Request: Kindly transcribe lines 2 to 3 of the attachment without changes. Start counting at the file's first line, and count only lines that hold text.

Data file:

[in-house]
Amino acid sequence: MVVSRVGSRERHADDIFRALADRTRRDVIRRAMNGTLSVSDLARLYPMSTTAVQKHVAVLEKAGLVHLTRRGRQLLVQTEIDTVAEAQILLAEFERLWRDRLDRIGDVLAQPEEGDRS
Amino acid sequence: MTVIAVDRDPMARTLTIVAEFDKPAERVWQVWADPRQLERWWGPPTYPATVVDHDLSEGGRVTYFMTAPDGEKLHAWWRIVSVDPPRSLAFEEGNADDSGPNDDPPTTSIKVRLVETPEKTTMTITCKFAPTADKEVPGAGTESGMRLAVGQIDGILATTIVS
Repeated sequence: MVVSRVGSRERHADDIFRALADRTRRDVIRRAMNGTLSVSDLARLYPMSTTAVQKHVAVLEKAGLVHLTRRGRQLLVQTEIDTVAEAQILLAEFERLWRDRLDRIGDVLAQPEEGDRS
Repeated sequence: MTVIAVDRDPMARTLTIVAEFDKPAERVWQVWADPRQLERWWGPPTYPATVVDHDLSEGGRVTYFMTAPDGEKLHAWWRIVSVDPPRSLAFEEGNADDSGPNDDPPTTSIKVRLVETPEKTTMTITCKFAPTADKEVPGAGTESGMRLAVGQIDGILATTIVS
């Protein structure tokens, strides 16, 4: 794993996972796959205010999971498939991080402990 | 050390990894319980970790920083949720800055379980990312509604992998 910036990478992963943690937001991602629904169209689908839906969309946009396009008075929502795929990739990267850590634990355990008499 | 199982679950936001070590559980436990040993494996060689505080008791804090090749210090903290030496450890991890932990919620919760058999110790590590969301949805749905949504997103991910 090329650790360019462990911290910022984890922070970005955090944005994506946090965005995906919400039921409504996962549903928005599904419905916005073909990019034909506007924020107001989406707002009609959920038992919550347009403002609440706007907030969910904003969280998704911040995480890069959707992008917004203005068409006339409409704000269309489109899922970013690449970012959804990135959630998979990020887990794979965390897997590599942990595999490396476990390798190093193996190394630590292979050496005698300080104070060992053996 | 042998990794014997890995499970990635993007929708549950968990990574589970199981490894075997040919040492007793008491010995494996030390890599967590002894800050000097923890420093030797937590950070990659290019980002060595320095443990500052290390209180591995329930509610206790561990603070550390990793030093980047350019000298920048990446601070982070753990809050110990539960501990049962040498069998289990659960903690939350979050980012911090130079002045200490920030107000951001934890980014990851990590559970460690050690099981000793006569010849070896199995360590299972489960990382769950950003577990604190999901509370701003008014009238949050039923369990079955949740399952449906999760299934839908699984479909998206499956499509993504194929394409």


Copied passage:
Amino acid sequence: MVVSRVGSRERHADDIFRALADRTRRDVIRRAMNGTLSVSDLARLYPMSTTAVQKHVAVLEKAGLVHLTRRGRQLLVQTEIDTVAEAQILLAEFERLWRDRLDRIGDVLAQPEEGDRS
Amino acid sequence: MTVIAVDRDPMARTLTIVAEFDKPAERVWQVWADPRQLERWWGPPTYPATVVDHDLSEGGRVTYFMTAPDGEKLHAWWRIVSVDPPRSLAFEEGNADDSGPNDDPPTTSIKVRLVETPEKTTMTITCKFAPTADKEVPGAGTESGMRLAVGQIDGILATTIVS